William Collier: Synopsis of a Memoir, pt. 26 - A Quantum Leap

February 11, 2016

The response to my return and the excitement of sharing the highlights of the trip with clients and friends set a tone of contagious enthusiasm. My business was increasing in popularity each week, which was reflected in our monthly bottom line. Being out of my initial training for a couple years with experience illuminating my vision...a path was occurring. The depth was shallow, the width was narrow, and I owned it. There was a harmonic vibe that would become my partner like a subliminal algorithmic introduction to infinite possibilities. My new acquaintance introduced a synchronized vibration of ambition and patience. Sustainability would become a navigational blue-moonchallenge.

An absence of boredom through an instinctual awareness of its ability to create a vacuum gave me an opportunity to view its presence as constructive and necessary; giving respectful omnipotence of universal participation a place to occur. (The Gap.)

I was living in a funky little house behind Daily’s Drive-in, just off Eastlake with a sliver of a view of Lake Union, and a few of my favorite haunts nearby: The original Red Robin restaurant and bar on Portage Bay, The Warehouse Tavern on Eastlake, and the Blue Moon Tavern on 45th in the U–District. Each of these venues was owned by Gerry Kingen, a well-known Seattle restaurateur. The Blue Moon opened in 1934 after the repeal of prohibition in December of 1933. It was the first tavern to open in the U–District, with its counter culture appeal, it remains a lively music venue watering hole attracting university students as it is within walking distance of the University of Washington.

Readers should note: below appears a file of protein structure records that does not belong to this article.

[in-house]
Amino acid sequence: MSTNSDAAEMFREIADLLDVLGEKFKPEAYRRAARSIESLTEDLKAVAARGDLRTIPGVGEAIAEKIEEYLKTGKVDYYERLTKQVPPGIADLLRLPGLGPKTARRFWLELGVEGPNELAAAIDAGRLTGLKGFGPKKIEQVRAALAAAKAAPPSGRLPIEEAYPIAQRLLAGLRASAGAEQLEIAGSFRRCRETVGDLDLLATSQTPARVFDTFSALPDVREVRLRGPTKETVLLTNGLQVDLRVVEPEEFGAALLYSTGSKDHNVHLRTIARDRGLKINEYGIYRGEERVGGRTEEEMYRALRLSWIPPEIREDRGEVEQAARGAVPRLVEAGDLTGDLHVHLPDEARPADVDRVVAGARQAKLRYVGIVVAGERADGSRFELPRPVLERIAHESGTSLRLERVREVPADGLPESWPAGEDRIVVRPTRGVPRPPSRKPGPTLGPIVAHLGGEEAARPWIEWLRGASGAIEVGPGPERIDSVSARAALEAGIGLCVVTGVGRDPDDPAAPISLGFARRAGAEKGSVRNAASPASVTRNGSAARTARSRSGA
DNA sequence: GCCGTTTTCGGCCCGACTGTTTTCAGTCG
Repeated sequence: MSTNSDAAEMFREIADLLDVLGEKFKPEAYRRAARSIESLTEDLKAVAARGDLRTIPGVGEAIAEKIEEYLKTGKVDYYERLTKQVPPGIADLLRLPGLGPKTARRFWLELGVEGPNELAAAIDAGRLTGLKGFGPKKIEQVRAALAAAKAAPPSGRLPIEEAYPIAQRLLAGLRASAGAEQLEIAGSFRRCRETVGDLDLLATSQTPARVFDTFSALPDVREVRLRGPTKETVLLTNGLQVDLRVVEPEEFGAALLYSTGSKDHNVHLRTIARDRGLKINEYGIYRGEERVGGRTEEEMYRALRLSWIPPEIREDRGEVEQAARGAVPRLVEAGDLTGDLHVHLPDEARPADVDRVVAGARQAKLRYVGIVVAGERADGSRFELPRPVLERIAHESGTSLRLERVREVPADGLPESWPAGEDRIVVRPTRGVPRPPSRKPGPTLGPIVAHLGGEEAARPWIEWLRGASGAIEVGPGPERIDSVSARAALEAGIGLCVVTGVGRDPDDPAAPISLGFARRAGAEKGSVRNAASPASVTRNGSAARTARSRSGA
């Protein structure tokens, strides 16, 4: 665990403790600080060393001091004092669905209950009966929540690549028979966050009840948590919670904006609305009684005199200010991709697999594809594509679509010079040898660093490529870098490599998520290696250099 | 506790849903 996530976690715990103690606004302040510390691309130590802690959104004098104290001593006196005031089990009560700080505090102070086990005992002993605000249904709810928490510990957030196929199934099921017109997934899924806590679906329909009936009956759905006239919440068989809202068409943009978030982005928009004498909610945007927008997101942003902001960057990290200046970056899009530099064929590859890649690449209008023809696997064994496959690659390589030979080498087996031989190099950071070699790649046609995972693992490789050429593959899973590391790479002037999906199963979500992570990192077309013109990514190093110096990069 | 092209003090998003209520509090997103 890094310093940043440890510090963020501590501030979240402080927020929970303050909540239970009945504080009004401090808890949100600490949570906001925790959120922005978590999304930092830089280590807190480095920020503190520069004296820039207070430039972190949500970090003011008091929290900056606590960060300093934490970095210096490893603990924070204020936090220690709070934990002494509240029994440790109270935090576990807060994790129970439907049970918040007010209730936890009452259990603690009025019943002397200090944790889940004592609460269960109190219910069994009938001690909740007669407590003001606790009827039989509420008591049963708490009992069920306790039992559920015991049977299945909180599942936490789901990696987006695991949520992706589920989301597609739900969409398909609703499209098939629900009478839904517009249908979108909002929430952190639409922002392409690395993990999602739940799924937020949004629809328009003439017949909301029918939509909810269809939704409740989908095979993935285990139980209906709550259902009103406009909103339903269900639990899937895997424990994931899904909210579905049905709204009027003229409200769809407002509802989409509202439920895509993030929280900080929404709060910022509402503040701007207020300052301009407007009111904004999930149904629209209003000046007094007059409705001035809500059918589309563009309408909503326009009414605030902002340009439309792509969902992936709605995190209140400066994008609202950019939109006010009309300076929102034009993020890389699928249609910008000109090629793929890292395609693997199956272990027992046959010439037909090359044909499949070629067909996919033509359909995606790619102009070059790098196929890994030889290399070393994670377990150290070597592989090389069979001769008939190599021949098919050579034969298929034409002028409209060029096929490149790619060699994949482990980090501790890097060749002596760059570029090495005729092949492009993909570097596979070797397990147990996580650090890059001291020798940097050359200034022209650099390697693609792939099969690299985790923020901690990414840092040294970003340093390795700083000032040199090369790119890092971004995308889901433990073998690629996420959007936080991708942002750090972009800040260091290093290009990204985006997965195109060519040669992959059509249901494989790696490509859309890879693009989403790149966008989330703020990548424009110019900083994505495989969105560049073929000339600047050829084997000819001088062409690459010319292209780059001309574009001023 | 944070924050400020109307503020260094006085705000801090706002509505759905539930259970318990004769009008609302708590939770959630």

Salon 1500 continued to attract a young hip crowd, and soon held a small voice in the general conversation on Capitol Hill. There were a couple of salons nearby most notable was Mr. Emil’s, just off Broadway about four blocks up East Olive Way. Much of its claim to fame would be credited to a young ambitious hair stylist who had gained a reputation with a commanding emphasis on hair cutting technique. Gene Juarez, whom I referred to earlier in blog 6 as a high achiever (no pun intended) was then and is to this day Seattle’s most successful hair designer. His accomplishments span all aspects of the industry from multiple salon ownership to training centers and full service spas.

On a spring day out of nowhere, Gene Juarez enters Salon 1500, I had not met him however his presence was preceded by his already established credentials as a superb hair stylist. Hence, the title of this blog… “A Quantum Leap”. Salon 1500 is honored to welcome Gene Juarez. And what a leap… The universe lines up again.

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